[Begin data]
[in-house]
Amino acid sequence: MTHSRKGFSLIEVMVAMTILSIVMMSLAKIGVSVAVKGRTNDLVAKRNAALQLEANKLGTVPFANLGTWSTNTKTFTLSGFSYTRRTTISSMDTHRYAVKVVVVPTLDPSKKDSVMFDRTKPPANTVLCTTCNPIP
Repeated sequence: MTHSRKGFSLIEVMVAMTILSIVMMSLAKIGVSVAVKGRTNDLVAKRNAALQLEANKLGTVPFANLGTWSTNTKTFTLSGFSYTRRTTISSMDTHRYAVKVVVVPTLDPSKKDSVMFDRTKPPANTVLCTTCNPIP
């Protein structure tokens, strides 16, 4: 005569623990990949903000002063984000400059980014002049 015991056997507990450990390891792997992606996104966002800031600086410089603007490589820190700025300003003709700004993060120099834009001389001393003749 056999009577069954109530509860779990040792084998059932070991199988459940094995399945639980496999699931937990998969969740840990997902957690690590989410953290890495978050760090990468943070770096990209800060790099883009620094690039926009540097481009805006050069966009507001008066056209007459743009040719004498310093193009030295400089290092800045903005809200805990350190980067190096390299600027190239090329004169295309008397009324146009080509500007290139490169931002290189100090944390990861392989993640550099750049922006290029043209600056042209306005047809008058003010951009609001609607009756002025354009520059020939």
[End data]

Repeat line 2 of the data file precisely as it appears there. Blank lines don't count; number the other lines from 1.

Amino acid sequence: MTHSRKGFSLIEVMVAMTILSIVMMSLAKIGVSVAVKGRTNDLVAKRNAALQLEANKLGTVPFANLGTWSTNTKTFTLSGFSYTRRTTISSMDTHRYAVKVVVVPTLDPSKKDSVMFDRTKPPANTVLCTTCNPIP